The Telegraph reports that the government of Spain is preparing legislation to recognize the rights of apes.
Spain could soon become the first country in the world to give chimpanzees, gorillas, orangutans and other great apes some of the fundamental rights granted to human beings under a law being proposed by members of the ruling Socialist coalition.
The law would eliminate the concept of "ownership" for great apes, instead placing them under the "moral guardianship" of the state, much as is the case for children in care, the severely handicapped, and those in comas, said the MP behind the project, Francisco Garrido.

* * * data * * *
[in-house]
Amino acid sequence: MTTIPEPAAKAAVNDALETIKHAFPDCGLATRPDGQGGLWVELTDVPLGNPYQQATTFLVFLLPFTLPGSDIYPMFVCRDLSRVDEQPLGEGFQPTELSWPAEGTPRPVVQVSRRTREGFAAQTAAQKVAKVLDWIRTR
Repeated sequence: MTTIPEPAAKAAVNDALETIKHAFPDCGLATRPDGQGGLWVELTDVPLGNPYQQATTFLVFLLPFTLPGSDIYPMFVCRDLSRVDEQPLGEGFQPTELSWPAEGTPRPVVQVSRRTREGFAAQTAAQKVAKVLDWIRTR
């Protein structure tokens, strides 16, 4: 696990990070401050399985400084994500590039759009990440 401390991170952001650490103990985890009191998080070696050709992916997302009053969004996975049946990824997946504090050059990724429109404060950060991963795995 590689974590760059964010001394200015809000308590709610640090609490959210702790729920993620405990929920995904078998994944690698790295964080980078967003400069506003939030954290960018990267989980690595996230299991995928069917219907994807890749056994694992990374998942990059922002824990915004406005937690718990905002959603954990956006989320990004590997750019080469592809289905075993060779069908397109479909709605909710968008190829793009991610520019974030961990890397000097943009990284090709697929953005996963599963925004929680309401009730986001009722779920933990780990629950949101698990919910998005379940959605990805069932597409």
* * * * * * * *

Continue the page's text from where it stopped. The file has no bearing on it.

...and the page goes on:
I don't think there's necessarily anything wrong about legislation to prevent cruelty to animals. There's plenty of room for argument and thoughtful advocacy on this issue, as indicated in former Bush White House speechwriter Matthew Scully's book Dominion: The Power of Man, the Suffering of Animals, and the Call to Mercy. But this account of the Spanish legislation suggests an attempt to erode the clear distinction between human beings and animals. Once we start down that slippery slope, we are heading toward the world of Princeton Prof. Peter Singer, who thinks that human babies (not just fetuses, but babies after birth) don't have a right to life, but at least some animals do. Do we really want to go there?